I can't remember to hear "I hoped..." in any movie I've watched. I always hear "I was hoping..." when people talk. Nevertheless I know both forms are correct in terms of grammar. So when "I hoped" is more proper then "I was hoping" and vice versa?
In typical narratives about past events the past simple is the default tense. However, if the speaker wishes to convey the ongoing nature of the past action or state, then the past continuous can be used. For example:
In the days before the wedding I was hoping that the weather would be good.
You might also have encountered the past continuous more often because it is commonly used as a stock phrase to formulate a polite request.
I was hoping you could lend me some money
is more tentative than:
Can you lend me some money?
"I hoped" and "I was hoping" are almost interchangeable, however there is a slight tendency for "I hoped" to indicate a more fundamental and longer term desire than "I was hoping" which has a tendency to indicate something more immediate and transitory.
For example one would probably say "When I chose to study accountacy and business practice I hoped for a career in the financial sector" but go on to say "When I applied to PWC I was hoping to be taken on as a graduate trainee".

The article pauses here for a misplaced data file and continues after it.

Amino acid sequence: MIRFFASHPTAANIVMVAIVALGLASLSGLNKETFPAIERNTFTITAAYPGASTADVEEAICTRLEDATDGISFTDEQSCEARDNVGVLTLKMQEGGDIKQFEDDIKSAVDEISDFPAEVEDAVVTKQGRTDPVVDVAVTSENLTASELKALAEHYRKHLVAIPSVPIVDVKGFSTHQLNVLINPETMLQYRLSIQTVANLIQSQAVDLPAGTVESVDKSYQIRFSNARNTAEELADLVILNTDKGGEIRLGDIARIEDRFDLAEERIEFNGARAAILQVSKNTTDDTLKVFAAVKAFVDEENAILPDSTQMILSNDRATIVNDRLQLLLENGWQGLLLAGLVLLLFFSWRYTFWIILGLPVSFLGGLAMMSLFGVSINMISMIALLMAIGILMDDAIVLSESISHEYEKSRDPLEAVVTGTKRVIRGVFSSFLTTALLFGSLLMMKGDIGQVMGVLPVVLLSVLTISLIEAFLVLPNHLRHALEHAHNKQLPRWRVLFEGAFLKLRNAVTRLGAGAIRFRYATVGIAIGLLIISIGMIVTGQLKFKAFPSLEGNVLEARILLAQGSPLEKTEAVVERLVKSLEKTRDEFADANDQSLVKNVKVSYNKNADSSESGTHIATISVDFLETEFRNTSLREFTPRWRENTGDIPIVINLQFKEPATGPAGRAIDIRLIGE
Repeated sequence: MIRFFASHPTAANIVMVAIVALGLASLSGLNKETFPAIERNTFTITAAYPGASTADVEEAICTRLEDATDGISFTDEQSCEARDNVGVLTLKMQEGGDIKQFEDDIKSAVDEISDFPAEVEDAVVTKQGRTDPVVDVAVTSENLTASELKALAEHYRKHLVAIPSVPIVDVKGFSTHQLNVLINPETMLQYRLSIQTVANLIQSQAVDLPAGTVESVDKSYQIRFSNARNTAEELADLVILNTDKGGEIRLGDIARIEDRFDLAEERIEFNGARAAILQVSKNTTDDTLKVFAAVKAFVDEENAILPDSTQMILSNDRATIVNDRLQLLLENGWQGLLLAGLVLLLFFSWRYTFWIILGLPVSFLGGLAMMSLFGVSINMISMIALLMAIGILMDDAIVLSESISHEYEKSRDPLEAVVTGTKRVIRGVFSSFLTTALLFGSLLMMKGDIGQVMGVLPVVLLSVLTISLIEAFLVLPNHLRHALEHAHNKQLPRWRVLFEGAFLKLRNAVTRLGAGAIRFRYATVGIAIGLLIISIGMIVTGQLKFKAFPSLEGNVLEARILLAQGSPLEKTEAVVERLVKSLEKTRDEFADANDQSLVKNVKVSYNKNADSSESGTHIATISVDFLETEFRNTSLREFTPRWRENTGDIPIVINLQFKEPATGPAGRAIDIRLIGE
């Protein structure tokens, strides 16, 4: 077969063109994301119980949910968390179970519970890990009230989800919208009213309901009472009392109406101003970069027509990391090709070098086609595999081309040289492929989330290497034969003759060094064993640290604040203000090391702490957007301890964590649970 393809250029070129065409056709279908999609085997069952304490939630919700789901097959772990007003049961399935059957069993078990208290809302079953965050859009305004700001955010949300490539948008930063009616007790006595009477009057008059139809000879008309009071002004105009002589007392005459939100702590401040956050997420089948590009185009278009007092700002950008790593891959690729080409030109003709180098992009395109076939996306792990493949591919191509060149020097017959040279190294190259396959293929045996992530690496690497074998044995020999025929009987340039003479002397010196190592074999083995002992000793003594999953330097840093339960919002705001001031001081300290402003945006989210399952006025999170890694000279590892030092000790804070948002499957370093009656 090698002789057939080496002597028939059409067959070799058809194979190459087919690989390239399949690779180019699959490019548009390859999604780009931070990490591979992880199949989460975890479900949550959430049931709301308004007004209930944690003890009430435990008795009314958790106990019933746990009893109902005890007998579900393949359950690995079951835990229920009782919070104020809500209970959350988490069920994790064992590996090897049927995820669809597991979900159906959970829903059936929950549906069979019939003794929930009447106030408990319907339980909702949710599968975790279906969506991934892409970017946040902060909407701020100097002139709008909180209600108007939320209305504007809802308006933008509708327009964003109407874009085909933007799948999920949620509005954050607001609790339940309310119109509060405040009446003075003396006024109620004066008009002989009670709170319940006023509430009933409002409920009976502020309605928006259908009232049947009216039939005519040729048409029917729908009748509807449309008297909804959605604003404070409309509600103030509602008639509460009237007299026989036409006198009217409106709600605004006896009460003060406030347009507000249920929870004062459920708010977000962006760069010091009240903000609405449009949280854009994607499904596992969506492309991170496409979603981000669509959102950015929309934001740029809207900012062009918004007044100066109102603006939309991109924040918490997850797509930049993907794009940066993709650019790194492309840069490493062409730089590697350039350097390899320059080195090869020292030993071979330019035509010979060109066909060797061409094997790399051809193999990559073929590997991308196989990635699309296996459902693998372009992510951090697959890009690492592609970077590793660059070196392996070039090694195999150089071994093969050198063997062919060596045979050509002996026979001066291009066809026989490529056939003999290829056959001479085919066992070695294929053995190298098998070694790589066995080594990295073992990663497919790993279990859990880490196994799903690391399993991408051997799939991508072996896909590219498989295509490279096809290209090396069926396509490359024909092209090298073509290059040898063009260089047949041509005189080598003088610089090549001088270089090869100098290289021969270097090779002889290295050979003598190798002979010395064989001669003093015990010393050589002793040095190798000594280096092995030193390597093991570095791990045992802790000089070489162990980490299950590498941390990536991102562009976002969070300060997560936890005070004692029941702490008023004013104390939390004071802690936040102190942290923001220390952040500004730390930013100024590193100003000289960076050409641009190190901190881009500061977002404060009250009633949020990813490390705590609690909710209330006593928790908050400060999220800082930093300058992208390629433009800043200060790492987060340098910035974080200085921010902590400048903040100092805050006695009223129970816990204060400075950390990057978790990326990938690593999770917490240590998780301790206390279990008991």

Another example would be "As a twenty-something I hoped to find a loving wife some day" as opposed to "As our wedding day approached I was hoping that the weather would be fine". The first is longer term, more fundamental and more abstract whereas the second is more shorter term, more concrete and more specific.
However these are slight differences in emphasis, not hard and fast rules.
'I had hoped', 'I was hoping', I am hoping, and I hoped are all just different ways of saying the same thing. It is all just different phrasing. When speaking you can use the past or present tense because you can only hope up unto the point of knowing.
I see it as "I had hoped" means you had thought it could happen but realise now it wont. "I am hoping" means there is still a chance of it happening.